Prancing Elites spread message of acceptance in Oxygen docu-series

Jerel Maddox, left, Adrian Clemons and Timothy Smith are on a team that dances in the J-Setting style. Here they tape a “Funny or Die” comedy segment.
Jerel Maddox, left, Adrian Clemons and Timothy Smith are on a team that dances in the J-Setting style. Here they tape a “Funny or Die” comedy segment.
(Barbara Davidson / Los Angeles Times)

The Prancing Elites are unlike most dance teams.

The troupe, from Mobile, Ala., consists of five black, gay and gender nonconforming dancers who compete in a style of dance called J-Setting, a lead-and-follow form of hip-hop mixed with cheerleader-like movements.

Their stories come to television, starting April 22, on Oxygen’s 12-episode docu-series “The Prancing Elites Project.” The dancers, all in their 20s, have one message.

“We want people to know it’s OK to be who you are,” says team captain Kentrell Collins, 27. “It’s OK to express yourself how you see fit, not how the next man sees it.”


The group was formed more than a decade ago when its original members were in high school. At first, they wanted to be a part of the schools’ all-female dance teams that performed on football fields with marching bands. But integrating them into the squads was against school policy, and officials even characterized the idea at the time as “morally wrong,” according to Collins.

“We all felt like since we were teaching the girls, why couldn’t we actually do what they were doing?,” said Collins, who noted that despite being banned from the team, they still helped the dancers perfect their moves and routines.

The distinctive dance style originated in the 1970s among all-female dance teams of marching bands at historically black colleges in the South. One of the first groups was the “Prancing J-Settes” at Jackson State University in Mississippi. The female team exchanged baton routines for choreography and introduced popular music like James Brown’s “Make it Funky” and “Hot Pants.”

As other dance teams followed, and the J-Settes welcomed their first male dancer in the late ‘90s, a new subculture was born that eventually became popular in Southern black gay clubs and common sights at black gay pride celebrations. Male J-Setters dress like the female teams, including outfits of sequined one- and two-piece leotards and nude stockings.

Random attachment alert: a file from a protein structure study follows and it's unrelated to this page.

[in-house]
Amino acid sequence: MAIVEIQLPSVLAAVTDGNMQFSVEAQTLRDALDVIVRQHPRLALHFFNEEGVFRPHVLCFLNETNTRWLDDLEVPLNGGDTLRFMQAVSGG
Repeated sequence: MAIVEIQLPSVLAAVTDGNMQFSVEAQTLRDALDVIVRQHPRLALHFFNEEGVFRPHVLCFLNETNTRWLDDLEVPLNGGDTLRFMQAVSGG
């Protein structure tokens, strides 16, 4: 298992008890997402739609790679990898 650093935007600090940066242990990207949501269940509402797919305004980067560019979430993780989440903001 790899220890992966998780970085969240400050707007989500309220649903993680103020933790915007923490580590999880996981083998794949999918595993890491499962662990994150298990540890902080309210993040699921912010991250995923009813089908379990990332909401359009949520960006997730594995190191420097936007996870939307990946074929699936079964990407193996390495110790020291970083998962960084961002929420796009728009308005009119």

One of the few teams thriving year-round is the Prancing Elites, which Collins has led since 2006, when he renamed the group after the group’s founder, Elite Hayward. The current members also include Adrian Clemons, Kareem Davis, Jerel Maddox and Timothy Smith, who does not identify as transgender, but uses feminine pronouns.

The teams have run into their fair share of controversy. Once the Prancing Elites was set to perform in the annual Christmas parade in Semmes, a small city near Mobile. As a result of complaints over the team’s red and white Santa sweaters and snug white shorts, its invitation to participate in Mobile’s New Year’s Eve parade was withdrawn.

As the new TV series documents, people can sometimes hurl insults at the troupe.

“To hear somebody randomly say, ‘You need Jesus,’ or ‘Get out of here, go home’ or ‘What the hell is wrong with y’all?,’ that hurts when we’re just trying to dance and have fun,” said Smith, 23.

Davis, 24, agreed, wondering aloud: “As a human being, how do you actually open your mouth and say certain things?”

But it was a 2013 tweet from former NBA star Shaquille O’Neal that raised their prominence.

“These dudes b jammin,” O’Neal tweeted after seeing a YouTube link to the Prancing Elites performing in the stands at a local basketball game.

At first, Maddox thought it was fake. But after seeing the verified blue check on the account, he called Collins, who was monitoring the increasing YouTube views, and the negative comments aimed at O’Neal.

“Shaq, you wrong for this,” Collins remembered reading. “Shaq, why you send me to this?”

However, that recognition also led to an invitation from R&B singer Tamar Braxton and actress Tamera Mowry-Housley to perform on their daytime talk show “The Real.” “Real Housewives of Atlanta” personality NeNe Leakes has also spoken out on their behalf.

“We come from not having a lot of support to people tweeting us about how we inspire them,” said Maddox, 24. “We’re still trying to figure out if it’s real. It’s still overwhelming.”

The team hopes to continue spreading its message of authenticity and love for dance. Clemons’ dream is to collaborate with Beyoncé.

“She’s going to call,” the 24-year-old laughed. “Her folks are going to get in touch with our folks.”

Until then, the members of the group want to perform so they can help others accept themselves.

“Whatever it is that’s living inside of you, bring it to life, because you only have one life,” says Maddox. “Just be yourself.”


‘The Prancing Elites Project’

Where: Oxygen

When: 10 p.m. Wednesday